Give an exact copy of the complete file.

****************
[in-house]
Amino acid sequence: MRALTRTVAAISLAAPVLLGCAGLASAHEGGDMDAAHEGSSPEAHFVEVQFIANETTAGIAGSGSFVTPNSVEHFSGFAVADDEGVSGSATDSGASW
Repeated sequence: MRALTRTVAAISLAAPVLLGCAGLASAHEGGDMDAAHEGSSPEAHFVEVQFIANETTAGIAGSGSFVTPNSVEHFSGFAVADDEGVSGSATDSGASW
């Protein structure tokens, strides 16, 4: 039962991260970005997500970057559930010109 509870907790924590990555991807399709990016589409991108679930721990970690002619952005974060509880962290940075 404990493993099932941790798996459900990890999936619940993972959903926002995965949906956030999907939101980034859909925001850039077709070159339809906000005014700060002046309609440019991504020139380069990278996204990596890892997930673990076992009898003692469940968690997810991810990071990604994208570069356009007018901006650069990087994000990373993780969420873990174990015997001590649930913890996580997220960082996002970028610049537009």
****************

[in-house]
Amino acid sequence: MRALTRTVAAISLAAPVLLGCAGLASAHEGGDMDAAHEGSSPEAHFVEVQFIANETTAGIAGSGSFVTPNSVEHFSGFAVADDEGVSGSATDSGASW
Repeated sequence: MRALTRTVAAISLAAPVLLGCAGLASAHEGGDMDAAHEGSSPEAHFVEVQFIANETTAGIAGSGSFVTPNSVEHFSGFAVADDEGVSGSATDSGASW
């Protein structure tokens, strides 16, 4: 039962991260970005997500970057559930010109 509870907790924590990555991807399709990016589409991108679930721990970690002619952005974060509880962290940075 404990493993099932941790798996459900990890999936619940993972959903926002995965949906956030999907939101980034859909925001850039077709070159339809906000005014700060002046309609440019991504020139380069990278996204990596890892997930673990076992009898003692469940968690997810991810990071990604994208570069356009007018901006650069990087994000990373993780969420873990174990015997001590649930913890996580997220960082996002970028610049537009």